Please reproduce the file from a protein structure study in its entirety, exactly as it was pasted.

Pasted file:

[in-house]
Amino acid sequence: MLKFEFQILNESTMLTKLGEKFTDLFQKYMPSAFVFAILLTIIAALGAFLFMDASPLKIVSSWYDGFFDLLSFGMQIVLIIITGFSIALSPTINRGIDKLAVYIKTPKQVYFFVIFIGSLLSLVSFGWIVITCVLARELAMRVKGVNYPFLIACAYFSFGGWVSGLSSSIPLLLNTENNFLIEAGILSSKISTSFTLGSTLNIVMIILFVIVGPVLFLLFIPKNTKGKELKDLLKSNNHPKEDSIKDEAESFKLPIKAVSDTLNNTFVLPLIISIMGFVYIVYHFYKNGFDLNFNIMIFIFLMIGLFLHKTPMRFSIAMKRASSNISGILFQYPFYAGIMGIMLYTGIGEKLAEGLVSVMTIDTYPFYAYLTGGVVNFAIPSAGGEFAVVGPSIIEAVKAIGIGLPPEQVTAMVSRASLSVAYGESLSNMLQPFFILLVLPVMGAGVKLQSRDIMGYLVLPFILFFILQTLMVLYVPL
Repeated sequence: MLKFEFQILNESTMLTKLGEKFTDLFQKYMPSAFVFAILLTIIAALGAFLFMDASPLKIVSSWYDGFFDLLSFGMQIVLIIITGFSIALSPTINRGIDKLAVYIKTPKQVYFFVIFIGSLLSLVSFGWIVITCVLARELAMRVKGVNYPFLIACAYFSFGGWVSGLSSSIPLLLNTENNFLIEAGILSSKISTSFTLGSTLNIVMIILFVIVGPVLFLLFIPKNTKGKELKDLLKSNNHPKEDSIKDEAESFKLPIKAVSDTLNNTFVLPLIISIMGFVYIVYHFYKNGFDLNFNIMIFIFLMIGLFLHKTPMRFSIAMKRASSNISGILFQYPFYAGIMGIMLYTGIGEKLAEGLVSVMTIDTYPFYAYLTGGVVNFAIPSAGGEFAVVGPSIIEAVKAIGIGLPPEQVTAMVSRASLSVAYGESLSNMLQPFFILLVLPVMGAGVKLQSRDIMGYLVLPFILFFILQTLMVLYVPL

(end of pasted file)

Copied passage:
[in-house]
Amino acid sequence: MLKFEFQILNESTMLTKLGEKFTDLFQKYMPSAFVFAILLTIIAALGAFLFMDASPLKIVSSWYDGFFDLLSFGMQIVLIIITGFSIALSPTINRGIDKLAVYIKTPKQVYFFVIFIGSLLSLVSFGWIVITCVLARELAMRVKGVNYPFLIACAYFSFGGWVSGLSSSIPLLLNTENNFLIEAGILSSKISTSFTLGSTLNIVMIILFVIVGPVLFLLFIPKNTKGKELKDLLKSNNHPKEDSIKDEAESFKLPIKAVSDTLNNTFVLPLIISIMGFVYIVYHFYKNGFDLNFNIMIFIFLMIGLFLHKTPMRFSIAMKRASSNISGILFQYPFYAGIMGIMLYTGIGEKLAEGLVSVMTIDTYPFYAYLTGGVVNFAIPSAGGEFAVVGPSIIEAVKAIGIGLPPEQVTAMVSRASLSVAYGESLSNMLQPFFILLVLPVMGAGVKLQSRDIMGYLVLPFILFFILQTLMVLYVPL
Repeated sequence: MLKFEFQILNESTMLTKLGEKFTDLFQKYMPSAFVFAILLTIIAALGAFLFMDASPLKIVSSWYDGFFDLLSFGMQIVLIIITGFSIALSPTINRGIDKLAVYIKTPKQVYFFVIFIGSLLSLVSFGWIVITCVLARELAMRVKGVNYPFLIACAYFSFGGWVSGLSSSIPLLLNTENNFLIEAGILSSKISTSFTLGSTLNIVMIILFVIVGPVLFLLFIPKNTKGKELKDLLKSNNHPKEDSIKDEAESFKLPIKAVSDTLNNTFVLPLIISIMGFVYIVYHFYKNGFDLNFNIMIFIFLMIGLFLHKTPMRFSIAMKRASSNISGILFQYPFYAGIMGIMLYTGIGEKLAEGLVSVMTIDTYPFYAYLTGGVVNFAIPSAGGEFAVVGPSIIEAVKAIGIGLPPEQVTAMVSRASLSVAYGESLSNMLQPFFILLVLPVMGAGVKLQSRDIMGYLVLPFILFFILQTLMVLYVPL